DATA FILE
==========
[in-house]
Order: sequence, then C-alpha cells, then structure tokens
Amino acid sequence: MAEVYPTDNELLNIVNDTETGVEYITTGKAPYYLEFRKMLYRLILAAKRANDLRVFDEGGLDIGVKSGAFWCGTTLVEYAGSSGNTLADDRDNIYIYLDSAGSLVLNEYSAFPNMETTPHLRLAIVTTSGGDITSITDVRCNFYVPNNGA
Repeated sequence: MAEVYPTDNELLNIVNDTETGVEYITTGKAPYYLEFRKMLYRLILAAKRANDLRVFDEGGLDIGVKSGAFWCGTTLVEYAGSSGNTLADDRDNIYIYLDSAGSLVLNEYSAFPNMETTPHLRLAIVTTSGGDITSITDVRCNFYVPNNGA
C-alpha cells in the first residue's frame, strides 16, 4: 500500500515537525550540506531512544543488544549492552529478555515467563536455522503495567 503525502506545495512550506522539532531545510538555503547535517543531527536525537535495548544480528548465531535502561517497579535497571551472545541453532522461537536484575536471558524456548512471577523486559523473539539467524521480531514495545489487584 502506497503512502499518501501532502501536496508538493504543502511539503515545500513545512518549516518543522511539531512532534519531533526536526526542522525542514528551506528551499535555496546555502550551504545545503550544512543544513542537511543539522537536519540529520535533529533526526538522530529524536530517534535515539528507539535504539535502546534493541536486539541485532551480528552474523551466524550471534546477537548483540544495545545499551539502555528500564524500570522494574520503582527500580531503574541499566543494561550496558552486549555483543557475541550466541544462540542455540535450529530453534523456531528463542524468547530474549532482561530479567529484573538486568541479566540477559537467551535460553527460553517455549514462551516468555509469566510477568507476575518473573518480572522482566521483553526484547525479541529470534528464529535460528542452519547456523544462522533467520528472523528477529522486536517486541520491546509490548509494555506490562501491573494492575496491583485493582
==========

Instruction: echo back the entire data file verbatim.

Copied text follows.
[in-house]
Order: sequence, then C-alpha cells, then structure tokens
Amino acid sequence: MAEVYPTDNELLNIVNDTETGVEYITTGKAPYYLEFRKMLYRLILAAKRANDLRVFDEGGLDIGVKSGAFWCGTTLVEYAGSSGNTLADDRDNIYIYLDSAGSLVLNEYSAFPNMETTPHLRLAIVTTSGGDITSITDVRCNFYVPNNGA
Repeated sequence: MAEVYPTDNELLNIVNDTETGVEYITTGKAPYYLEFRKMLYRLILAAKRANDLRVFDEGGLDIGVKSGAFWCGTTLVEYAGSSGNTLADDRDNIYIYLDSAGSLVLNEYSAFPNMETTPHLRLAIVTTSGGDITSITDVRCNFYVPNNGA
C-alpha cells in the first residue's frame, strides 16, 4: 500500500515537525550540506531512544543488544549492552529478555515467563536455522503495567 503525502506545495512550506522539532531545510538555503547535517543531527536525537535495548544480528548465531535502561517497579535497571551472545541453532522461537536484575536471558524456548512471577523486559523473539539467524521480531514495545489487584 502506497503512502499518501501532502501536496508538493504543502511539503515545500513545512518549516518543522511539531512532534519531533526536526526542522525542514528551506528551499535555496546555502550551504545545503550544512543544513542537511543539522537536519540529520535533529533526526538522530529524536530517534535515539528507539535504539535502546534493541536486539541485532551480528552474523551466524550471534546477537548483540544495545545499551539502555528500564524500570522494574520503582527500580531503574541499566543494561550496558552486549555483543557475541550466541544462540542455540535450529530453534523456531528463542524468547530474549532482561530479567529484573538486568541479566540477559537467551535460553527460553517455549514462551516468555509469566510477568507476575518473573518480572522482566521483553526484547525479541529470534528464529535460528542452519547456523544462522533467520528472523528477529522486536517486541520491546509490548509494555506490562501491573494492575496491583485493582